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Tourist Centre Petrova Gora

Tourist Centre Petrova Gora is run and operated by \"Croatian Forests\" national public company.
Highlights
  • Large forest reserve protected since 1969
  • Petrova Gora (Peter’s Mountain) named after the last Croatian King who died there in year 1097
  • Forest was used as a strategic military location for thousands of year
Activities
  • Forest was used as a strategic military location for thousands of year
  • Cycling, hunting, archery
  • 3D archery trail "Petrova gora"
  • Horseback riding
Sights
  • King Peter’s grave stone
  • Remains of the St Peter Pauline Monastery built in 1303 at the top of the highest peek
  • Central Partisan Hospital from the Second World war hidden in the forest
  • Monument to antifascism

Attractions

3D Archery Path "Petrova gora" – The path near the hunting lodge serves for recreation, 3D archery training and competitions. At the path there are 28 animal shaped targets. Archers can shoot with a compound bow, hunting bow, bare bow, bow for instinctive shooting or traditional bow.

Hiking

Educational trail "Rimski put" is equipped with information boards showing some general themes from ecology, which incite interest among all age groups.It was named "Rimski put" (the Roman path) after an old Roman road nearby, which lead over the top of Petrova gora to yonder Roman thermal spa, contemporary Topusko, and all the way to Sisak, former Roman Siscia. The educational trail has a circular shape. It is 2.600 m long and located at the altitude of 230-320 m. The trail both begins and ends at the Hunting Lodge Muljava.

The educational trail "Kraljev put" is developed for people with special needs – people with disabilities, people who are blind or have low vision. Despite being designed primarily for people with special needs, these trails can be interesting to all other visitors as well, especially to families with small children and elderly people. The trail is flat and ensures safe walking with no risk of injuries. The entire trail is made of wood, including both the base and handrail. In order to assist people in wheelchairs, the maximum slope does not exceed 5%. Next to each of the boards there is a translation of the text in Braille, which enables blind people to follow the content.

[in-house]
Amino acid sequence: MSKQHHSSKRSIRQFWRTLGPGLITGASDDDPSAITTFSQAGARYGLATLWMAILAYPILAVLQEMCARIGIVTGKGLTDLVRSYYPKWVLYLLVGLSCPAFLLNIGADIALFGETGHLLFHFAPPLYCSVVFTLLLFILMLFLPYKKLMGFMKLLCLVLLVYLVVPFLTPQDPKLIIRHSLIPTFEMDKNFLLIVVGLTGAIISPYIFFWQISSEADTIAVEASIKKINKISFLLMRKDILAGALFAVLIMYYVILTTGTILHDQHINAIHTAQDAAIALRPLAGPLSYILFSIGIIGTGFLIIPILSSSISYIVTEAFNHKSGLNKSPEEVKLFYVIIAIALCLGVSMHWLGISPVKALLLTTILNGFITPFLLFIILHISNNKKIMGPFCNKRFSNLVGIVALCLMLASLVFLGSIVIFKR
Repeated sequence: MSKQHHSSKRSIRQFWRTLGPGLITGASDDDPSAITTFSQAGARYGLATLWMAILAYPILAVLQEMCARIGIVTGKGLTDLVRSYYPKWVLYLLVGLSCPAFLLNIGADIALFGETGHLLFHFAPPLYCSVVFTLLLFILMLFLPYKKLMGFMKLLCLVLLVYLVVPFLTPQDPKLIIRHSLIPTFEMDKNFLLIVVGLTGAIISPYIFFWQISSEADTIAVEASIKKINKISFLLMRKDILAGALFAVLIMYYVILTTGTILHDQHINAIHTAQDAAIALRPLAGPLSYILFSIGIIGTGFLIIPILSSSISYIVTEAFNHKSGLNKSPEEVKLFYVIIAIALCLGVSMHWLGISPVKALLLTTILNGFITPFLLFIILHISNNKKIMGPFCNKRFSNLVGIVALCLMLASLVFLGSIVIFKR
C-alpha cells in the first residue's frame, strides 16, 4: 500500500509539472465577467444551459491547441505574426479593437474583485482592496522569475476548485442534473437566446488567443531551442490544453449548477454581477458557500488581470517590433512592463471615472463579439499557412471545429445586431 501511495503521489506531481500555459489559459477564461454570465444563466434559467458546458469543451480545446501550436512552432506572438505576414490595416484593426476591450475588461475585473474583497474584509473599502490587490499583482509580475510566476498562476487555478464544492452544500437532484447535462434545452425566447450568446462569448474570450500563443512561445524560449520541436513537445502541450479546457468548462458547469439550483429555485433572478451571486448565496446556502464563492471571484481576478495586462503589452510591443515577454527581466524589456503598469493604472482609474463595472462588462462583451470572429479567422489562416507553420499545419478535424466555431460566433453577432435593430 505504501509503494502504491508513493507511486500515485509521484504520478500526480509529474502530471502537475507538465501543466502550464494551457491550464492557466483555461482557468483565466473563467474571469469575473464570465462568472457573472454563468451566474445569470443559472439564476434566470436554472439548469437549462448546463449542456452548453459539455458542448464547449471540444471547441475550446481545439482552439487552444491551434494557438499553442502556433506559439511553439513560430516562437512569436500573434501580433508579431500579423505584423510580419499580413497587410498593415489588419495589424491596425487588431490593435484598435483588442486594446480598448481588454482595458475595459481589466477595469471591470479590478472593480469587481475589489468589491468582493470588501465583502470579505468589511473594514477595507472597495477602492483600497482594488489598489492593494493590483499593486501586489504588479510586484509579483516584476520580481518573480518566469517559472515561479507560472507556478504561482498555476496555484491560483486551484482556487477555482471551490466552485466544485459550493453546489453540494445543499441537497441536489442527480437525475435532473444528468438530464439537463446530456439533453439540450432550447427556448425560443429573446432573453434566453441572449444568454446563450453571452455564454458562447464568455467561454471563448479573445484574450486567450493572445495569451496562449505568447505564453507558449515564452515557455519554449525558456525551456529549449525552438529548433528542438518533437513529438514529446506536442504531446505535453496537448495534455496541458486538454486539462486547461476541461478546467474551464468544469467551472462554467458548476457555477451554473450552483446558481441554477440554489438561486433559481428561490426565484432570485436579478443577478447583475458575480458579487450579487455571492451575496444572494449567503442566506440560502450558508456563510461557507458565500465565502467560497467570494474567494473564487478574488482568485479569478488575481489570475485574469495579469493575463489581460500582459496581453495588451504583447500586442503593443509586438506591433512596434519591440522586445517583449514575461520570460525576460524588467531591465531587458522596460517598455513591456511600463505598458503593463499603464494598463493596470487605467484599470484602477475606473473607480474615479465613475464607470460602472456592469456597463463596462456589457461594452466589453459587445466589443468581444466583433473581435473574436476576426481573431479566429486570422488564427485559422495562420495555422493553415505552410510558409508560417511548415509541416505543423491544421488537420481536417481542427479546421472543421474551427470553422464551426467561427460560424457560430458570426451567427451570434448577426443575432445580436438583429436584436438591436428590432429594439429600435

Cycling

The cycling trail “Petrova Gora” is circular route 71 km long with a height difference 319 meters. Trail uses a network of local roads and hiking paths combing many different terrains.

Birdwatching

Ornithological Park Petrovac is located at the top of Petrova gora, with a surface of 13.6 ha.The park includes an ornithological educational trail with 9 information boards, bird watching observatory, bird pound, bird house for nesting and bird feeder.The park currently counts 32 bird species.

Cultural Heritage

St Peter Pauline Monastery – At the highest peak of Petrova gora, Mali Petrovac, you can find the remains of St Peter Pauline Monastery. The monastery, which was founded in 1303 or 1304, is one of the oldest Pauline monasteries in Croatia. In 1445 it was burnt by the Turks. However, the Pauline Fathers spent one more century there until, due to another Turkish attack, they permanently abandoned it in 1558.

The King's grave – The legend says that the last native Croatian king Petar Svačić, who died in the battle with the Hungarians at the Gvozd Mountain in May 1097, was buried at the place known as ''The King's grave''. On 15 May 2006, the foresters (rangers) of UŠP Karlovac set up a memorial stone to honour the king.

Central Partisan Hospital – The Central Partisan Hospital is located in the forest district Pišin gaj. It includes wooden barracks and dugouts used during the Second World War for lodging, hiding and healing wounded soldiers. Beside this hospital, there were seven additional hospitals during the war. However, the Central Partisan Hospital was never discovered. The hospital was reconstructed out of the wooden houses that were returned to their owners after the war. In the period between 1942 and 1945, the hospital provided shelter and care for around 5.000 wounded soldiers, more than 1.000 of which died. The hospital had its own bakery, blacksmith, tannery, swimming pool, storehouse and power aggregate. Today it is partly devastated and needs to be renovated.